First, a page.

Research in mice suggests production of brown fat could help battle obesity

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Researchers at the University of Cambridge believe a molecule present in rats could help fight obesity in humans.

Humans have two types of fat, white and brown. White fat stores energy and acts as a thermal insulator. However, excessive amounts could lead to diabetes, heart disease and certain types of cancer. Brown fat, on the other hand, burns calories to generate heat.

Scientists from the University of Cambridge detected a molecule in mice called BMP8b. This protein controls the activation of brown fat in the brain and body tissue of mice.

According to their study published in the journal Nature, they analyzed mice that had been bred to produce higher levels of the molecule in fat tissue.

Researchers discovered that increased levels of the protein caused white fat to become beige — or turn brown —burning more calories and generating more energy as a result.

They concluded that it could be possible to create a drug that alters fat function in humans just as the BMP8b protein does in mice.

RUNDOWN SHOWS:
1. Depiction of types of fat and their function in humans
2. Depiction of BMP8b protein in mice
3. Representation of white fat cells in mice turning into beige fat cells
4. Portrayal of possible drug with similar effect of BMP8b protein for humans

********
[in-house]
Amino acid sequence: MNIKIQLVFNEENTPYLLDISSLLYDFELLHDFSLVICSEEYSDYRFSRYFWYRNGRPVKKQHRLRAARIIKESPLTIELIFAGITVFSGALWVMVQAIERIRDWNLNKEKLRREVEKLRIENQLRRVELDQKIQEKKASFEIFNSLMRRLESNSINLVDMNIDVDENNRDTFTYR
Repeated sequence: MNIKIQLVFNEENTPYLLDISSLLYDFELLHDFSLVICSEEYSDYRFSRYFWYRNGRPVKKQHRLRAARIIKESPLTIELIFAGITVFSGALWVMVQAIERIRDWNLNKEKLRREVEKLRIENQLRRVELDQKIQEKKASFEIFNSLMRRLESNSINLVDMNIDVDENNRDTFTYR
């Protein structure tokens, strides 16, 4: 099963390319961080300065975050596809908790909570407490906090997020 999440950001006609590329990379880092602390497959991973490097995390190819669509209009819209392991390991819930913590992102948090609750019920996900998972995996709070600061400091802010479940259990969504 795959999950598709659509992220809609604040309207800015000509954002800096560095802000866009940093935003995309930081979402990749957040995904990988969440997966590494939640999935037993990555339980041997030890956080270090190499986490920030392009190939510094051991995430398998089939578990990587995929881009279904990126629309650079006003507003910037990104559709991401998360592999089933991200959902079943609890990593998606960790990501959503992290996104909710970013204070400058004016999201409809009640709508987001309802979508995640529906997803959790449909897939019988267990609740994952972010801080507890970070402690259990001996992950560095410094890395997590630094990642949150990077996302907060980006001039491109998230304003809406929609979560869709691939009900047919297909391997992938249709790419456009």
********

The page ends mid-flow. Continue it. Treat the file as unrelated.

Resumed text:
VOICEOVER (in English):
"Humans have two types of fat, white and brown. White fat stores energy and acts as a thermal insulator. However, excessive amounts could lead to diabetes, heart disease and certain types of cancer. Brown fat, on the other hand, burns calories to generate heat."

"Scientists from the University of Cambridge detected a molecule in mice called BMP8b. This protein controls the activation of brown fat in the brain and body tissue of mice."

"According to their study published in the journal Nature, they analyzed mice that had been bred to produce higher levels of the molecule in fat tissue.

"Researchers discovered that increased levels of the protein caused white fat to become beige — or turn brown —burning more calories and generating more energy as a result."

"They concluded that it could be possible to create a drug that alters fat function in humans just as the BMP8b protein does in mice."

SOURCES: Nature
https://www.nature.com/articles/s41467-018-07453-x#search-menu